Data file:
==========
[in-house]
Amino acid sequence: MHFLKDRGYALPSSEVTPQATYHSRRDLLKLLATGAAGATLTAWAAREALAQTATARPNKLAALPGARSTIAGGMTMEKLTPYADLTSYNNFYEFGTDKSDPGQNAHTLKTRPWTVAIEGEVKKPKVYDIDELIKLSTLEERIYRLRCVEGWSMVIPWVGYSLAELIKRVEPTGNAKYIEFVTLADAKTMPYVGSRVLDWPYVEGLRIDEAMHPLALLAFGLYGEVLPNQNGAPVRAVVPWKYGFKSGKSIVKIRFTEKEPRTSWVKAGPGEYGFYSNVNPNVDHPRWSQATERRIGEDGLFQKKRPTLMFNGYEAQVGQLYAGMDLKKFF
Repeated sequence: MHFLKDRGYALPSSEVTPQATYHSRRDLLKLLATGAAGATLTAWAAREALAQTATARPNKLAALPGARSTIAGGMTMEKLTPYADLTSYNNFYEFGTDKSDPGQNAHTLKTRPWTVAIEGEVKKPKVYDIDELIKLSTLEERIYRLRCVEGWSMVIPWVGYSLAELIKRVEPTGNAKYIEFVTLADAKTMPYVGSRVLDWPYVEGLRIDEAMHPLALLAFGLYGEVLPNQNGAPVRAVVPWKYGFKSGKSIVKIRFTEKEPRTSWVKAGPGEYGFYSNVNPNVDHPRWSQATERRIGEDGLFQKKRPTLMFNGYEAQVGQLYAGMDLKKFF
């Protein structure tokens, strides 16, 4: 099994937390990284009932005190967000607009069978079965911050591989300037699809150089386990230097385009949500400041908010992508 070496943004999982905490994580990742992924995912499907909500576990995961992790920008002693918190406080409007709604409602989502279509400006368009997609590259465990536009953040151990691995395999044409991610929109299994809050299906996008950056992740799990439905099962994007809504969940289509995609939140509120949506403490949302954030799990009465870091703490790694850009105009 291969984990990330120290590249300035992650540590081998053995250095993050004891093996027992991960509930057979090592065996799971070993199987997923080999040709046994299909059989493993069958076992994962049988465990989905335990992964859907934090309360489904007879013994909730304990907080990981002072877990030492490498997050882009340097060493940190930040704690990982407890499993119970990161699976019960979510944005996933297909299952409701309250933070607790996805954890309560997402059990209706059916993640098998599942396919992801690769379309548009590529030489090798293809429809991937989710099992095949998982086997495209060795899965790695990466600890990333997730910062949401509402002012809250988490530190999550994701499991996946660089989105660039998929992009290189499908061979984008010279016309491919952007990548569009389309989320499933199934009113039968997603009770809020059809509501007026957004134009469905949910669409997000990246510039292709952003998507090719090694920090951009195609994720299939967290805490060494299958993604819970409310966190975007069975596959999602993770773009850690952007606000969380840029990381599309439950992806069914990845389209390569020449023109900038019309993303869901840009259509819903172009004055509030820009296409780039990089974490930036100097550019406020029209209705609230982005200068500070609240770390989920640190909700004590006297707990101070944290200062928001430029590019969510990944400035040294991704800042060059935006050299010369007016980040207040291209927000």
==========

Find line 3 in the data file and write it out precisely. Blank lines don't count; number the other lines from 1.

Repeated sequence: MHFLKDRGYALPSSEVTPQATYHSRRDLLKLLATGAAGATLTAWAAREALAQTATARPNKLAALPGARSTIAGGMTMEKLTPYADLTSYNNFYEFGTDKSDPGQNAHTLKTRPWTVAIEGEVKKPKVYDIDELIKLSTLEERIYRLRCVEGWSMVIPWVGYSLAELIKRVEPTGNAKYIEFVTLADAKTMPYVGSRVLDWPYVEGLRIDEAMHPLALLAFGLYGEVLPNQNGAPVRAVVPWKYGFKSGKSIVKIRFTEKEPRTSWVKAGPGEYGFYSNVNPNVDHPRWSQATERRIGEDGLFQKKRPTLMFNGYEAQVGQLYAGMDLKKFF